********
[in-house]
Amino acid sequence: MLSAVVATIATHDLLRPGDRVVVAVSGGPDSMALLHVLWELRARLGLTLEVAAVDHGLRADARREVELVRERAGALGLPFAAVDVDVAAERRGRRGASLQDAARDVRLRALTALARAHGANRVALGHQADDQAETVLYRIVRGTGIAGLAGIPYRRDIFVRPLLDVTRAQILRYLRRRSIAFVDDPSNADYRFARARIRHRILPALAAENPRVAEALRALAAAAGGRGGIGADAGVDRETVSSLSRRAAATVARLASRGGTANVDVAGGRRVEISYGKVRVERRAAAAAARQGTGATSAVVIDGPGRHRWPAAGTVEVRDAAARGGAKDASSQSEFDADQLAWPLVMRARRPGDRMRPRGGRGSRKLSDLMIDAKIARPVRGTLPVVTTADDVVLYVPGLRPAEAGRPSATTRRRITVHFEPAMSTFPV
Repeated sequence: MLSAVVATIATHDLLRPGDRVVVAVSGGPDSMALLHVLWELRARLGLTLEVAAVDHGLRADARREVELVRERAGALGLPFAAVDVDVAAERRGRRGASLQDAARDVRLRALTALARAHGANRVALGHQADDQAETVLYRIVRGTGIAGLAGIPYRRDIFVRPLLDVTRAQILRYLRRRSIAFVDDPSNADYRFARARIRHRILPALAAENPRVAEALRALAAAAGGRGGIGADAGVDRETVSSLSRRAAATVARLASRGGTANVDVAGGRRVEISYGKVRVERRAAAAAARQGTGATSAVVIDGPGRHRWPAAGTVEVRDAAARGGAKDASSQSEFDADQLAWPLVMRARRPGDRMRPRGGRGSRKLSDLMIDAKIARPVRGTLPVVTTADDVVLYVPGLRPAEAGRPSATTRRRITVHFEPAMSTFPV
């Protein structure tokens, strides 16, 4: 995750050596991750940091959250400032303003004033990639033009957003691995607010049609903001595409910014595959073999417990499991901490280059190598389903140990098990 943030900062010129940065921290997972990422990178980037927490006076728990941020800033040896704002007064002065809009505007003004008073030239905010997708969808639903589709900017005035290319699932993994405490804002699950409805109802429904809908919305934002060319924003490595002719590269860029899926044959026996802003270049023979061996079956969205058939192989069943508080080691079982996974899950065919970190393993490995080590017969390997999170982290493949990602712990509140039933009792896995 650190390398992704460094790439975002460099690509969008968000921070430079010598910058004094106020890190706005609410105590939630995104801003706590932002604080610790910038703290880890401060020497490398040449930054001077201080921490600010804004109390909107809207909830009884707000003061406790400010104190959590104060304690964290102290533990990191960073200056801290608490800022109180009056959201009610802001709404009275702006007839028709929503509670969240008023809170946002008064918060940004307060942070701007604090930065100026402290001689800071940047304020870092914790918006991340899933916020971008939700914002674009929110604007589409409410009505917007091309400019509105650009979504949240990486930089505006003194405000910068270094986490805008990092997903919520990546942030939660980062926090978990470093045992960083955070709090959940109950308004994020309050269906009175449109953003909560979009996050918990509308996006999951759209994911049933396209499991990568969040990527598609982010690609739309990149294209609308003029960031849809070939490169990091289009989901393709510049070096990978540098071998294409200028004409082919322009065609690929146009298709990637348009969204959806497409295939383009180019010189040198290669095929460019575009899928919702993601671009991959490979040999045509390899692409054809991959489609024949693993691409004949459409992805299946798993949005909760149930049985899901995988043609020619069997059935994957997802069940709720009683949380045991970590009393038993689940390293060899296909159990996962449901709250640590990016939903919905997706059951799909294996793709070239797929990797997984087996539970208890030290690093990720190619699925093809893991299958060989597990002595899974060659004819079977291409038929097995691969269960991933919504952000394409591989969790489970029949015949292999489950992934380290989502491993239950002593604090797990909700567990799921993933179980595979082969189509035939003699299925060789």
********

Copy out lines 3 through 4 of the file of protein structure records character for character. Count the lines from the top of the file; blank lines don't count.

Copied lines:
Repeated sequence: MLSAVVATIATHDLLRPGDRVVVAVSGGPDSMALLHVLWELRARLGLTLEVAAVDHGLRADARREVELVRERAGALGLPFAAVDVDVAAERRGRRGASLQDAARDVRLRALTALARAHGANRVALGHQADDQAETVLYRIVRGTGIAGLAGIPYRRDIFVRPLLDVTRAQILRYLRRRSIAFVDDPSNADYRFARARIRHRILPALAAENPRVAEALRALAAAAGGRGGIGADAGVDRETVSSLSRRAAATVARLASRGGTANVDVAGGRRVEISYGKVRVERRAAAAAARQGTGATSAVVIDGPGRHRWPAAGTVEVRDAAARGGAKDASSQSEFDADQLAWPLVMRARRPGDRMRPRGGRGSRKLSDLMIDAKIARPVRGTLPVVTTADDVVLYVPGLRPAEAGRPSATTRRRITVHFEPAMSTFPV
């Protein structure tokens, strides 16, 4: 995750050596991750940091959250400032303003004033990639033009957003691995607010049609903001595409910014595959073999417990499991901490280059190598389903140990098990 943030900062010129940065921290997972990422990178980037927490006076728990941020800033040896704002007064002065809009505007003004008073030239905010997708969808639903589709900017005035290319699932993994405490804002699950409805109802429904809908919305934002060319924003490595002719590269860029899926044959026996802003270049023979061996079956969205058939192989069943508080080691079982996974899950065919970190393993490995080590017969390997999170982290493949990602712990509140039933009792896995 650190390398992704460094790439975002460099690509969008968000921070430079010598910058004094106020890190706005609410105590939630995104801003706590932002604080610790910038703290880890401060020497490398040449930054001077201080921490600010804004109390909107809207909830009884707000003061406790400010104190959590104060304690964290102290533990990191960073200056801290608490800022109180009056959201009610802001709404009275702006007839028709929503509670969240008023809170946002008064918060940004307060942070701007604090930065100026402290001689800071940047304020870092914790918006991340899933916020971008939700914002674009929110604007589409409410009505917007091309400019509105650009979504949240990486930089505006003194405000910068270094986490805008990092997903919520990546942030939660980062926090978990470093045992960083955070709090959940109950308004994020309050269906009175449109953003909560979009996050918990509308996006999951759209994911049933396209499991990568969040990527598609982010690609739309990149294209609308003029960031849809070939490169990091289009989901393709510049070096990978540098071998294409200028004409082919322009065609690929146009298709990637348009969204959806497409295939383009180019010189040198290669095929460019575009899928919702993601671009991959490979040999045509390899692409054809991959489609024949693993691409004949459409992805299946798993949005909760149930049985899901995988043609020619069997059935994957997802069940709720009683949380045991970590009393038993689940390293060899296909159990996962449901709250640590990016939903919905997706059951799909294996793709070239797929990797997984087996539970208890030290690093990720190619699925093809893991299958060989597990002595899974060659004819079977291409038929097995691969269960991933919504952000394409591989969790489970029949015949292999489950992934380290989502491993239950002593604090797990909700567990799921993933179980595979082969189509035939003699299925060789």